We started off along the towpath of the Trent and Mersey canal as far as Tatenhill Lock where we turned off and walked up to Battlestead Hill. We continued on in this direction as far as Sinai Park where Lynda shared with us some of the information she had found out about the property and its links with the monks from Burton Abbey in the 14th/15th century. We eventually arrived back at the canal at Shobnall Marina where we ate our lunch and afterwards took a little detour along the towpath as far as Dallow Lock and then back again on The Kingfisher Trail. We finished by walking back along the towpath, which is part of a route called The Way for the Millennium, a 41 mile pathway which runs from Newport in the west of Staffordshire to Burton upon Trent in the east. We arrived back at the Water Park having had a most enjoyable day.

Tatenhill Lock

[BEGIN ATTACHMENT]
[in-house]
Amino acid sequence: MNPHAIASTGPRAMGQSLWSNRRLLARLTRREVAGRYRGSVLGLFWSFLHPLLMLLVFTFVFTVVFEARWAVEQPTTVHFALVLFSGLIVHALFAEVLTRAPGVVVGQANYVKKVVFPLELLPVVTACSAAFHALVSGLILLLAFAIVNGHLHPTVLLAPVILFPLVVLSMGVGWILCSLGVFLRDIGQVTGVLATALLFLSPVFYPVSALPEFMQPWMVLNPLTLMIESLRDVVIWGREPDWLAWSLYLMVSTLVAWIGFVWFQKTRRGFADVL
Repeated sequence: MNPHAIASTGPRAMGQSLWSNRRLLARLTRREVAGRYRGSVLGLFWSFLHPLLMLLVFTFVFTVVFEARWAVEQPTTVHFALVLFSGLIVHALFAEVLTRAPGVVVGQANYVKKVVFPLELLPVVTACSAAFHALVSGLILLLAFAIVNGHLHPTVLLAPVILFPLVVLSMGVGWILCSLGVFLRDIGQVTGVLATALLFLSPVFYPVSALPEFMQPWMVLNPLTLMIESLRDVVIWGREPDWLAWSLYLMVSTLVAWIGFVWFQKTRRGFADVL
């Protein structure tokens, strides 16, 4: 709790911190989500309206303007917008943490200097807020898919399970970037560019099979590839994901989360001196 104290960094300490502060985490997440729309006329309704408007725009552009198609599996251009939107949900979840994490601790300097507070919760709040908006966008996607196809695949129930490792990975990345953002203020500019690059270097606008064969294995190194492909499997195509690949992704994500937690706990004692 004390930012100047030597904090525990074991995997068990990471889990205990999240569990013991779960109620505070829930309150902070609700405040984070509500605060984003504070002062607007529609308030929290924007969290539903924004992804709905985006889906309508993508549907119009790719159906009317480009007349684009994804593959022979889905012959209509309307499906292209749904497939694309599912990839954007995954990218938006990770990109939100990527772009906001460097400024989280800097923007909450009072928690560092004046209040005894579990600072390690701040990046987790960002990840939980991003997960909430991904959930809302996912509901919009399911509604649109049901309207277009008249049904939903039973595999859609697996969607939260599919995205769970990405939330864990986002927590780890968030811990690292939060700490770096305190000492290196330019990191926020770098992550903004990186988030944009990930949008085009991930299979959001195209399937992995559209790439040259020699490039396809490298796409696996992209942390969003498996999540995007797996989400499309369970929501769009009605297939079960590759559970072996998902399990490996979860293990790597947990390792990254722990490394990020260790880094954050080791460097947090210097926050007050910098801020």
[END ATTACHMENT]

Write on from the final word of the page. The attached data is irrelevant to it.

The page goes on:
Sinai Park House

Our group

The Trent and Mersey Canal


The Swannington Hokey Cokey In Feb 2012, our Long Walks group was the first group to undertake this walk, one of several recently published by Swannington Heritage Trust. The walk constantly twists in and out while never being more than a couple of miles from the centre of Swannington. We explored the area around the sites of 12 mines, 2 churches, 2 horse drawn railways, the first steam railway in the English Midlands, a restored mill and an isolation hospital.

The walkers on Potato Lane Bridge an ancient green lane for taking midden waste to the fields

The walkers on the Swannington Incline as they look up at Potato Lane Bridge

Tracks on the site of the Stephensons' 1832 Leicester and Swannington railway next to the former Snibston No 3 colliery.